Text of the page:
Cyber-scam targets prospective students at Newcastle University, asking them to pay for their courses through a scam website. The site also asks for personal information, putting them at risk of identity theft.

The Scam

Newcastle University has issued a warning to its prospective students, as a new cyber-scam has been found fraudulently asking students to pay for their courses through a scam website.

The fake website reportedly uses images of buildings at Newcastle University’s campus and asks for payments from students to a non-existent “Newcastle International University.”

The university issued a tweet warning its students that the website is “in no way associated with the university.” It advised that students avoid the site at all costs. The site was described by several to be “unusually realistic.”

According to recent investigations, the website has been active since the 7th of July and has been updated several times since it was first discovered.

The university issued a statement, saying that it has reported the scam site to companies which could help the situation. “The University is working with the National Cyber Crime police team and the case has been registered with the cyber-security team in the National Crime Agency.”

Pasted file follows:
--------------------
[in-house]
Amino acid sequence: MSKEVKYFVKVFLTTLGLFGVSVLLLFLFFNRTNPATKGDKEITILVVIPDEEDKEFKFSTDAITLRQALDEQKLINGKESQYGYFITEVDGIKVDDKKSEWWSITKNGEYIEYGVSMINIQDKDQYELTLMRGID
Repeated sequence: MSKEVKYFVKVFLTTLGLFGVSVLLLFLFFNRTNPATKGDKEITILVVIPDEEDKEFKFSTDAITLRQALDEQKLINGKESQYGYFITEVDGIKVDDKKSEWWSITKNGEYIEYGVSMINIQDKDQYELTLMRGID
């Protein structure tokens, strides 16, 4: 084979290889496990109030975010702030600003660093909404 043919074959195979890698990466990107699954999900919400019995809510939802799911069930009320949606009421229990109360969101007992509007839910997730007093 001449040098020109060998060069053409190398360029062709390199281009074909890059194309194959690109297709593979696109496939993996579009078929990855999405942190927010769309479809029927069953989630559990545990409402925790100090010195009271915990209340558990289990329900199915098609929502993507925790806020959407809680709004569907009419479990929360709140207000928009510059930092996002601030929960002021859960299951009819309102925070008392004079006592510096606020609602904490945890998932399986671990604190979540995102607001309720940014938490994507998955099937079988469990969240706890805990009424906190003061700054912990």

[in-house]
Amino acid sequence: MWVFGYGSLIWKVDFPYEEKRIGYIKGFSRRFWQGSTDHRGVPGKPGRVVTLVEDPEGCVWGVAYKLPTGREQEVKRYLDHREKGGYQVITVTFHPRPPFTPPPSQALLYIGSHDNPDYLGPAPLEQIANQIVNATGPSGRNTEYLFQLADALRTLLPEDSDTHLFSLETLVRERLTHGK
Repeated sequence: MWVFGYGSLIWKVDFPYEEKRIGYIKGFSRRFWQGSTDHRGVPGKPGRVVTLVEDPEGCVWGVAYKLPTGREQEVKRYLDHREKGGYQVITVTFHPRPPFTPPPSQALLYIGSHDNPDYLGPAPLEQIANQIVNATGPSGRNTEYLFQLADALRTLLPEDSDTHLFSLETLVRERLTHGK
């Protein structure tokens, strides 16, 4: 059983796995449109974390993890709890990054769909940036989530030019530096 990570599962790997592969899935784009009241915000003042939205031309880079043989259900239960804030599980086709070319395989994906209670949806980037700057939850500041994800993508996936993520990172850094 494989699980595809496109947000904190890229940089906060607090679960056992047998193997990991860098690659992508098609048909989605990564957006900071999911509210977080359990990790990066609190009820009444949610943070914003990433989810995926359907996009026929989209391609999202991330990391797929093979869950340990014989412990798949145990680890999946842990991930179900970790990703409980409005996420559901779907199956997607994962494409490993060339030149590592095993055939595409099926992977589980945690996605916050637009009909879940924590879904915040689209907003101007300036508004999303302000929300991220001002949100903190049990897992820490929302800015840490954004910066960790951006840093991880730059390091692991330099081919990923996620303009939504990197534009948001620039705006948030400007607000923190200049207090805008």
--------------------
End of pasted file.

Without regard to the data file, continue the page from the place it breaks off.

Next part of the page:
“We proactively announced on social media that this is a fraudulent website and have responded to some student enquiries and will continue to do so. We would urge any students not to access this site and go to our official site: or call the university’s general number if they have any queries.”

Comments On the Scam

RSA Security’s cyber-defence director, Azeem Aleem, commented on this, saying: “Make no mistake, this is an effective scam.

“They’ve put in the time and effort to create a remarkably realistic website, and it highlights the very real danger of modern spoofing attacks.”

He also said that this scam has carefully targeted international students “who may not have the local knowledge to spot the difference between this site and Newcastle University’s official site”.

According to Kirsten Edmondson, the university’s digital director, administrators became aware of the website when one international student asked a question about it on Twitter. She also emphasizes her worry about the fact that the website asked students for their credit card information and passport numbers.

She said: “We would never ask for these details as part of an application.” She added that giving this information could leave students at a huge risk of identity theft, losing large sums of money, and not getting any education.


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